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Lost your Apple TV remote? This Siri-integrated app has you covered

If you’ve ever had the misfortune of losing your Apple TV remote between couch cushions, you’re probably aware of how cumbersome the alternative — the Apple TV remote for iOS — can frequently be. It lacks a proper keyboard, for one — you have to hunt and peck for letters using a digital directional pad — and doesn’t integrate with Siri on the fourth-generation Apple TV or offer virtual keys for games. But on Tuesday, Apple released a new app, Remote, that’s significantly more capable.

The new Remote app doesn’t come as a surprise, exactly — Apple’s head of internet software and services Eddy Cue teased it at its Worldwide Developer Conference in June — but that doesn’t make it any less welcome. Gone is the antiquated setup process in the old Remote app, replaced by simpler, PIN-based pairing. Connecting the iOS remote to an Apple TV now requires no more than keying in on your iPhone or iPad the sequence of numbers that appear on your television, a process that worked consistently in our testing.

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Once paired to your Apple TV, the Remote app shines. As Cue promised at WWDC, Siri is present and accounted for: It’s activated by pressing a virtual Siri button. Just as with the physical Apple TV remote, you can shout commands like “search for movies starring Dakota Fanning,” “play music by the Beastie Boys,” or “show me popular sci-fi shows,” and if they’re at least semi-intelligible, your Apple TV will respond accordingly. Somewhat annoyingly, you have to hold down the digital Siri key while giving the command — the Remote appears to relay your voice to the Apple TV for transcription rather than handle it natively.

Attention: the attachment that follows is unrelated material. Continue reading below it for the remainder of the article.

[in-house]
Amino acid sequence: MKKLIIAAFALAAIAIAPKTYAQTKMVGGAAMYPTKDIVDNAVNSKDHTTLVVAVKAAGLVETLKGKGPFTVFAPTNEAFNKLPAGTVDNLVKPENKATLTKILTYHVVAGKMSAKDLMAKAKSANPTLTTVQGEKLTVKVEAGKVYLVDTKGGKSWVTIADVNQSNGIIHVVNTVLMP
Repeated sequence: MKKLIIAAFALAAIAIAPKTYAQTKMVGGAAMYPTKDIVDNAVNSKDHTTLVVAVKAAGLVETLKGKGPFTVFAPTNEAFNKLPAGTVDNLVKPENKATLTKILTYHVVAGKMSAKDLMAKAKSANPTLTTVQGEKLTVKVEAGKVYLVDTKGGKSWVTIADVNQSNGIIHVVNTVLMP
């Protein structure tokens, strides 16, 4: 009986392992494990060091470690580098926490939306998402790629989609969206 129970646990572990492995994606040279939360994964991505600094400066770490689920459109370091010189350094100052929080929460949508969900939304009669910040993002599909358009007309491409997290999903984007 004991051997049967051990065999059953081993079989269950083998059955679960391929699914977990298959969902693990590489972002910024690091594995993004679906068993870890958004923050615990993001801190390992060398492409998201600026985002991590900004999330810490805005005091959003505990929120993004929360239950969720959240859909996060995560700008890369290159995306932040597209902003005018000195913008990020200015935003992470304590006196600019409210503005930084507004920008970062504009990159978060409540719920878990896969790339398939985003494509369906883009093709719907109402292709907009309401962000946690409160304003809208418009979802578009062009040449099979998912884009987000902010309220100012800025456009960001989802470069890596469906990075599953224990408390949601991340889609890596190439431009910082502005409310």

But that’s grasping at straws. If you have a television and/or audio receiver that supports HDMI-CEC, you can control its volume level using the volume rocker on your iPhone. And the new Remote supports proper keyboard entry, which is to say you can type search queries and enter credentials using your phone’s familiar QWERTY setup.

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Support for app and game controls is a lot more robust now, and they’re contextual: When you’re playing a tune on your Apple TV, the Remote app surfaces track forward and back buttons and album cover art. When a video is onscreen, they’re replaced by rewind and advance buttons and the vid’s thumbnail. And launching a game on your Apple TV triggers “gamepad mode”: a landscape control scheme that splits your phone’s screen into a touchscreen on the left and two buttons, “A” and “X,” on the right. It supports movement-based accelerometer and gyroscope, too, although only on apps and games that explicitly make use of it.

The new Remote is a free download from the App Store for devices running iOS 9.3.2 or later. And better yet, it’s backward compatible with the second- and third-generation Apple TV. No need to panic, then, next time you lose the Apple TV’s tiny controller — you’ve got one just as good in your pocket.